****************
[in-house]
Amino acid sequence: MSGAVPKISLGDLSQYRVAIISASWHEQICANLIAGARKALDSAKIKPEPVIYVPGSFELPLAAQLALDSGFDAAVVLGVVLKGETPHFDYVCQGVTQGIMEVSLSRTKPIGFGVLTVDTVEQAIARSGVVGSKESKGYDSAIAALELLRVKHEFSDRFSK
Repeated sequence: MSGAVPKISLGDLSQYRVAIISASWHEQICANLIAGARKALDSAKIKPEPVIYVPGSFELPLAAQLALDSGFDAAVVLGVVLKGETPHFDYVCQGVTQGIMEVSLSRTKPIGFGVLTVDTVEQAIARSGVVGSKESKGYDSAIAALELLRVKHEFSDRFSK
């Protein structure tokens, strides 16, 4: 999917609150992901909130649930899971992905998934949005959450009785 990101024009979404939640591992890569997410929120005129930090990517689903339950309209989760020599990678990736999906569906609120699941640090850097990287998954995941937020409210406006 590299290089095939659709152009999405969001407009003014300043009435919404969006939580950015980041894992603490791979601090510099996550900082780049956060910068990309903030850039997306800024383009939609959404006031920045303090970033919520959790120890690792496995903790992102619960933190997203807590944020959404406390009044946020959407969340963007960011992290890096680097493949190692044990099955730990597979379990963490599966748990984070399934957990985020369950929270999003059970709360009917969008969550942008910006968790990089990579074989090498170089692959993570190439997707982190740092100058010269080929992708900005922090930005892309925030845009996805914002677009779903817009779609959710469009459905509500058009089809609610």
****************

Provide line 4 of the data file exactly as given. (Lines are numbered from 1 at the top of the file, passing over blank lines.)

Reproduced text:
């Protein structure tokens, strides 16, 4: 999917609150992901909130649930899971992905998934949005959450009785 990101024009979404939640591992890569997410929120005129930090990517689903339950309209989760020599990678990736999906569906609120699941640090850097990287998954995941937020409210406006 590299290089095939659709152009999405969001407009003014300043009435919404969006939580950015980041894992603490791979601090510099996550900082780049956060910068990309903030850039997306800024383009939609959404006031920045303090970033919520959790120890690792496995903790992102619960933190997203807590944020959404406390009044946020959407969340963007960011992290890096680097493949190692044990099955730990597979379990963490599966748990984070399934957990985020369950929270999003059970709360009917969008969550942008910006968790990089990579074989090498170089692959993570190439997707982190740092100058010269080929992708900005922090930005892309925030845009996805914002677009779903817009779609959710469009459905509500058009089809609610």